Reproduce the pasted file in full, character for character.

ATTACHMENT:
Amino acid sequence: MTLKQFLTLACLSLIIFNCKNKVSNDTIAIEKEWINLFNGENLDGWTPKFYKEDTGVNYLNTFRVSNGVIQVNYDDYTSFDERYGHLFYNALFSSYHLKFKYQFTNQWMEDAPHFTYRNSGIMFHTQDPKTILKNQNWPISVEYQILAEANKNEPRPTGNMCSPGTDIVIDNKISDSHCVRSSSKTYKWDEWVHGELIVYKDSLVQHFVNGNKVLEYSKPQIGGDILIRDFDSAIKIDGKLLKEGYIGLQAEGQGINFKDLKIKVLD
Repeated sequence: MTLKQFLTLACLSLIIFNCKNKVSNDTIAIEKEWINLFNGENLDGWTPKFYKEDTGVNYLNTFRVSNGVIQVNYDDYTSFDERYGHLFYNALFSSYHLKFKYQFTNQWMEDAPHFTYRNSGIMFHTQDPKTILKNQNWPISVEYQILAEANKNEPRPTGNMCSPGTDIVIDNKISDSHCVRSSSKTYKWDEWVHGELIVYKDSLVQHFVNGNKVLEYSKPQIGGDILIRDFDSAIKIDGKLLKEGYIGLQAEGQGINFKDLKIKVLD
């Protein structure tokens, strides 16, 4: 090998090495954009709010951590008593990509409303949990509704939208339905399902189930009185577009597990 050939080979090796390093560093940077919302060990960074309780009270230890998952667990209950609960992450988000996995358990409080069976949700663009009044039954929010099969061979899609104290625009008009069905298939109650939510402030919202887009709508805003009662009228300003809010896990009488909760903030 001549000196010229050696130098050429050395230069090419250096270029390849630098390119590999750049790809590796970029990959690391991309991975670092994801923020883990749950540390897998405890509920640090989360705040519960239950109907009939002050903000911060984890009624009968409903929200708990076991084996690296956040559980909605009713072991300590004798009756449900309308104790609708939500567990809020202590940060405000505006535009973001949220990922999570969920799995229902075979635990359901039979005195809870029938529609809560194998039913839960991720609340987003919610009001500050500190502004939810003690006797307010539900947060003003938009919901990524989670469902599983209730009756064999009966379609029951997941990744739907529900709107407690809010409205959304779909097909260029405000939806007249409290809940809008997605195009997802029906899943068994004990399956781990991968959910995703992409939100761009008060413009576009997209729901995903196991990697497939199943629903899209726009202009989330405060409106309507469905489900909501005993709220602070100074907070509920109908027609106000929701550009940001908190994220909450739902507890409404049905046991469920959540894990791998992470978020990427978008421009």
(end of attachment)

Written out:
Amino acid sequence: MTLKQFLTLACLSLIIFNCKNKVSNDTIAIEKEWINLFNGENLDGWTPKFYKEDTGVNYLNTFRVSNGVIQVNYDDYTSFDERYGHLFYNALFSSYHLKFKYQFTNQWMEDAPHFTYRNSGIMFHTQDPKTILKNQNWPISVEYQILAEANKNEPRPTGNMCSPGTDIVIDNKISDSHCVRSSSKTYKWDEWVHGELIVYKDSLVQHFVNGNKVLEYSKPQIGGDILIRDFDSAIKIDGKLLKEGYIGLQAEGQGINFKDLKIKVLD
Repeated sequence: MTLKQFLTLACLSLIIFNCKNKVSNDTIAIEKEWINLFNGENLDGWTPKFYKEDTGVNYLNTFRVSNGVIQVNYDDYTSFDERYGHLFYNALFSSYHLKFKYQFTNQWMEDAPHFTYRNSGIMFHTQDPKTILKNQNWPISVEYQILAEANKNEPRPTGNMCSPGTDIVIDNKISDSHCVRSSSKTYKWDEWVHGELIVYKDSLVQHFVNGNKVLEYSKPQIGGDILIRDFDSAIKIDGKLLKEGYIGLQAEGQGINFKDLKIKVLD
């Protein structure tokens, strides 16, 4: 090998090495954009709010951590008593990509409303949990509704939208339905399902189930009185577009597990 050939080979090796390093560093940077919302060990960074309780009270230890998952667990209950609960992450988000996995358990409080069976949700663009009044039954929010099969061979899609104290625009008009069905298939109650939510402030919202887009709508805003009662009228300003809010896990009488909760903030 001549000196010229050696130098050429050395230069090419250096270029390849630098390119590999750049790809590796970029990959690391991309991975670092994801923020883990749950540390897998405890509920640090989360705040519960239950109907009939002050903000911060984890009624009968409903929200708990076991084996690296956040559980909605009713072991300590004798009756449900309308104790609708939500567990809020202590940060405000505006535009973001949220990922999570969920799995229902075979635990359901039979005195809870029938529609809560194998039913839960991720609340987003919610009001500050500190502004939810003690006797307010539900947060003003938009919901990524989670469902599983209730009756064999009966379609029951997941990744739907529900709107407690809010409205959304779909097909260029405000939806007249409290809940809008997605195009997802029906899943068994004990399956781990991968959910995703992409939100761009008060413009576009997209729901995903196991990697497939199943629903899209726009202009989330405060409106309507469905489900909501005993709220602070100074907070509920109908027609106000929701550009940001908190994220909450739902507890409404049905046991469920959540894990791998992470978020990427978008421009």